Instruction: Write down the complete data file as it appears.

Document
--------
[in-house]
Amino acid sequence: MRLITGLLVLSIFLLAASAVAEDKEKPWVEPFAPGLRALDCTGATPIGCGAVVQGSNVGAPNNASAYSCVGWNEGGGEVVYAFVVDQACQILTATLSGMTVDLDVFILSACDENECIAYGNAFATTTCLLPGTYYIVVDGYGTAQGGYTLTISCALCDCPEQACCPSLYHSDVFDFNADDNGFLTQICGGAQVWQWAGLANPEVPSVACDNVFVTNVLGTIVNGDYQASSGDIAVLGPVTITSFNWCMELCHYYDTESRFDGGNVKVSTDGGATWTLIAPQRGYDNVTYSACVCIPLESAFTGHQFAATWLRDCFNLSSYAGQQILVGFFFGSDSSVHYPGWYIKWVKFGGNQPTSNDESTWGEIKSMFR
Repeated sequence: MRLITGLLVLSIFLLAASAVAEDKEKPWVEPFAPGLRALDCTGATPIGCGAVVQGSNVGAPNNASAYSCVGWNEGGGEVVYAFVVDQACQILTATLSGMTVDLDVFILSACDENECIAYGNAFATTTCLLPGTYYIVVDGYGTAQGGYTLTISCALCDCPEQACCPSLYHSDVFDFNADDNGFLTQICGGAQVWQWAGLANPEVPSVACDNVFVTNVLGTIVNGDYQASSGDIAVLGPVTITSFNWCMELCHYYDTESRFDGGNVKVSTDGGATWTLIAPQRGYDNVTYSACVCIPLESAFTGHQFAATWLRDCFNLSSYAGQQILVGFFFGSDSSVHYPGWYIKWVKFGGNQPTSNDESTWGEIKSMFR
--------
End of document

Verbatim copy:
[in-house]
Amino acid sequence: MRLITGLLVLSIFLLAASAVAEDKEKPWVEPFAPGLRALDCTGATPIGCGAVVQGSNVGAPNNASAYSCVGWNEGGGEVVYAFVVDQACQILTATLSGMTVDLDVFILSACDENECIAYGNAFATTTCLLPGTYYIVVDGYGTAQGGYTLTISCALCDCPEQACCPSLYHSDVFDFNADDNGFLTQICGGAQVWQWAGLANPEVPSVACDNVFVTNVLGTIVNGDYQASSGDIAVLGPVTITSFNWCMELCHYYDTESRFDGGNVKVSTDGGATWTLIAPQRGYDNVTYSACVCIPLESAFTGHQFAATWLRDCFNLSSYAGQQILVGFFFGSDSSVHYPGWYIKWVKFGGNQPTSNDESTWGEIKSMFR
Repeated sequence: MRLITGLLVLSIFLLAASAVAEDKEKPWVEPFAPGLRALDCTGATPIGCGAVVQGSNVGAPNNASAYSCVGWNEGGGEVVYAFVVDQACQILTATLSGMTVDLDVFILSACDENECIAYGNAFATTTCLLPGTYYIVVDGYGTAQGGYTLTISCALCDCPEQACCPSLYHSDVFDFNADDNGFLTQICGGAQVWQWAGLANPEVPSVACDNVFVTNVLGTIVNGDYQASSGDIAVLGPVTITSFNWCMELCHYYDTESRFDGGNVKVSTDGGATWTLIAPQRGYDNVTYSACVCIPLESAFTGHQFAATWLRDCFNLSSYAGQQILVGFFFGSDSSVHYPGWYIKWVKFGGNQPTSNDESTWGEIKSMFR